Rectors were often non-resident in the Middle Ages and later. Robert Corbridge, rector from 1301, was absent for study for at least 13 years. (fn. 238) Pluralist incumbents included John Pigot, rector from 1399, (fn. 239) and John Manners, a member of the seigneurial family, rector from 1539 until his death in 1563. (fn. 240) Nicholas Cook was presented for non-residence in 1567. (fn. 241) Anthony Stevenson, rector from 1645, was ejected in 1662; he was 'well skilled in physic' and treated the poor free. (fn. 242) The living was later held by several members of the Sykes family, patrons and lords of the manor. Dr. Mark Sykes, later Sir Mark Sykes, Bt., rector 1735–83, often lived elsewhere. (fn. 243) Christopher Sykes presented himself to the living in 1819 and then nominated as his successor his son-in-law Charles Hotham, rector 1841–66. (fn. 244) From 1948 the incumbent of Roos and Tunstall also served Garton with Hilston. (fn. 245) A curate was recorded in the mid 16th century (fn. 246) and an assistant curate was employed in the 18th (fn. 247) and 19th centuries. (fn. 248)
Service was weekly in 1743 and 1764. Communion was then celebrated four or five times a year, usually with c. 30 recipients in 1764. (fn. 249) By 1865 two Sunday services were held and c. 1920 they were daily. Communion was held monthly in the later 19th century, with c. 25 recipients, twice each Sunday c. 1920, and weekly in 1931. (fn. 250) A reading room in Ivy Row was converted in 1899 to a mission chapel and the next year licensed for services, including Holy Communion. (fn. 251) The chapel was still used occasionally in 1990. (fn. 252)
There was a medieval guild in the church (fn. 253) and lights there were endowed with houses and lands in Tunstall and Hollym. (fn. 254) A parochial library was established by 1840. (fn. 255) A class for young men was held on Sundays in the mid 1860s and a men's society flourished in 1913. (fn. 256) In the late 19th and early 20th century a church dedication festival or fair was held in June or July. (fn. 257)
The church of ALL SAINTS, so called by 1347, (fn. 258) consists of chancel with two-storeyed north vestry and transeptal south organ chamber, aisled and clerestoried nave, and west tower, flanked by continuations of the aisles, with west porch. It is built mostly of boulders with ashlar dressings, except for the clerestory which is of brick and the chancel and porch which are of ashlar. The plan accords with an origin in or before the 11th century but the earliest features are the 13th-century nave arcades, of three bays. The tower arch also is 13thcentury. The vestry, of the 14th century, has a prominent round turret containing stairs to the upper room; it may have been intended for a chantry chapel and there was apparently a chaplain in the mid 15th century. (fn. 259) Remodelling of the chancel is shown by a north window of similar date to the vestry and by a 15th-century piscina. All the other windows, including those of the tall clerestory, are of the 15th or early 16th century and have been much restored. A bequest of £1 for the tower in 1442 was presumably for the reconstruction of the upper part.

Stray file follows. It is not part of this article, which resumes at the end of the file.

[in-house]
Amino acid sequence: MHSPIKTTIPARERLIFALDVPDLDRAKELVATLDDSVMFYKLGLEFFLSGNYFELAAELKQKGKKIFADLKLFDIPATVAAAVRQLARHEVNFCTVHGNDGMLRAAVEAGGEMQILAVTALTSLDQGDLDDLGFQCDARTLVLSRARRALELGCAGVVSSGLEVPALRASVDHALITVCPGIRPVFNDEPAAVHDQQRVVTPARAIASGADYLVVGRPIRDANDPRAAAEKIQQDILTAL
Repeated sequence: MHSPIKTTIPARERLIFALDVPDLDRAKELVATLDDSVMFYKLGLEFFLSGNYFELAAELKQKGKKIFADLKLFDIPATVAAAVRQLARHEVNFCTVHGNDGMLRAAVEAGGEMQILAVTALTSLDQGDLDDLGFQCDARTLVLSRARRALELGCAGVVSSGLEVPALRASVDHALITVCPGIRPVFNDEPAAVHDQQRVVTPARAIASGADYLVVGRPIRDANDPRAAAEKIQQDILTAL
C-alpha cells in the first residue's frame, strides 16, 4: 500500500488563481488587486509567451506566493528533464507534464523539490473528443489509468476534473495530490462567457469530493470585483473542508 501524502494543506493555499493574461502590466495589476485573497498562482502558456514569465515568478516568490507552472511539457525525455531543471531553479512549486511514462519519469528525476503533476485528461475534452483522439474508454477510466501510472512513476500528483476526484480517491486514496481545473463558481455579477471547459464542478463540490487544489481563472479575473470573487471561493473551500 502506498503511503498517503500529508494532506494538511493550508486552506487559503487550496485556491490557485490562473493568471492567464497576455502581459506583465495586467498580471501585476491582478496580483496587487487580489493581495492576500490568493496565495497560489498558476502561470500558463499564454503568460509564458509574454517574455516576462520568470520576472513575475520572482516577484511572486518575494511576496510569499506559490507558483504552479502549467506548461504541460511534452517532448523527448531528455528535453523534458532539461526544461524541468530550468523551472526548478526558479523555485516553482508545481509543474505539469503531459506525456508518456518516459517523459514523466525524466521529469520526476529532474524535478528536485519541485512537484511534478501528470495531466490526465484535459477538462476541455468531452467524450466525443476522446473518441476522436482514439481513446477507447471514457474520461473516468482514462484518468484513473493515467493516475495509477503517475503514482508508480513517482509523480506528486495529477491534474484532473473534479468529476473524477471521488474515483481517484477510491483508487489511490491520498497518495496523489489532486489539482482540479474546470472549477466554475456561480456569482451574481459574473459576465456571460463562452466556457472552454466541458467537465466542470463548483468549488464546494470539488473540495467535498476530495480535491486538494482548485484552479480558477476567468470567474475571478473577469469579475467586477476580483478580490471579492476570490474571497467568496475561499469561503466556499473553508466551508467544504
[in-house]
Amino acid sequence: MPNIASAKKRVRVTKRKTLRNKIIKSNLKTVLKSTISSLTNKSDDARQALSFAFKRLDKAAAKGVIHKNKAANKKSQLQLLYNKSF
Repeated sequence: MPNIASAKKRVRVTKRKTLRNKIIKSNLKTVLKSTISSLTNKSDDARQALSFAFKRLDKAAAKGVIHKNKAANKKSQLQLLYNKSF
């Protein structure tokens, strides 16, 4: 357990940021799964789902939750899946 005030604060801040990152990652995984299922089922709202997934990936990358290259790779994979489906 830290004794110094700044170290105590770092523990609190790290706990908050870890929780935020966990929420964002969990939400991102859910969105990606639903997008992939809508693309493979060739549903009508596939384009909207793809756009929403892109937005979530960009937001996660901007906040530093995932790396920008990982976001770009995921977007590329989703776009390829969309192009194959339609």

A painted screen discovered in the church in 1567 may have stood until 1720. (fn. 260) The church was reseated in 1803–4 (fn. 261) and a west gallery rebuilt in 1835–6. (fn. 262) There was an extensive rest oration by L. N. Cottingham in 1842, (fn. 263) when the porch was added. Medieval window tracery in the garden of the Chestnuts, Rectory Road, in 1990 may have been taken from the church. The roofs were renewed in the 1860s (fn. 264) and the organ transept was added in 1881 to designs by F. S. Brodrick of Hull. (fn. 265) In the late 19th and early 20th century the church was again remodelled and refitted by Temple Moore, whose fittings include a chancel screen given in 1894, a wooden Calvary mounted on it c. 1915, and the reredos in the chancel. (fn. 266) A pulpit of 1615, removed in 1842, was put back in 1885. (fn. 267) Fragments of medieval and later stained glass survive in the chancel and clerestory windows. (fn. 268)
There were three bells in 1552 and later, but two more were added in 1911. (fn. 269) The plate includes a cup made in 1570, a paten made in 1627 and given by Sir Mark Sykes, Bt., rector 1735–83, and a paten given in 1899. (fn. 270) The registers of baptisms and burials begin in 1571 and of marriages in 1572; they are largely complete. (fn. 271)
A mausoleum for the Sykes family, built on the chancel in 1784, was taken down and an entrance to the vault made instead in the churchyard, probably at the restoration of 1842. (fn. 272) Additions to the churchyard were consecrated in 1869 and 1952, and about the date of the earlier enlargement an avenue of yews was planted alongside the path to the west porch. (fn. 273) The churchyard includes a stone Calvary, put up in 1968. (fn. 274)
Benefactions for the fabric were evidently made by the 17th century, (fn. 275) and the church later had 9 a. in Roos, Ryhill, in Burstwick, and Tunstall, besides rent charges in Owstwick, all known in 1823 as the Church Lands charity. The annual income rose from c. £5 in 1720 to over £10 in 1809 and £33 in 1861; it declined later but stood at c. £40 in 1930. (fn. 276) Cottages for the poor were built on part of the land at Roos by 1842. (fn. 277) In 1989 the sums of £371 and £100 were paid from the charity for the maintenance of Roos and Tunstall churches respectively. (fn. 278)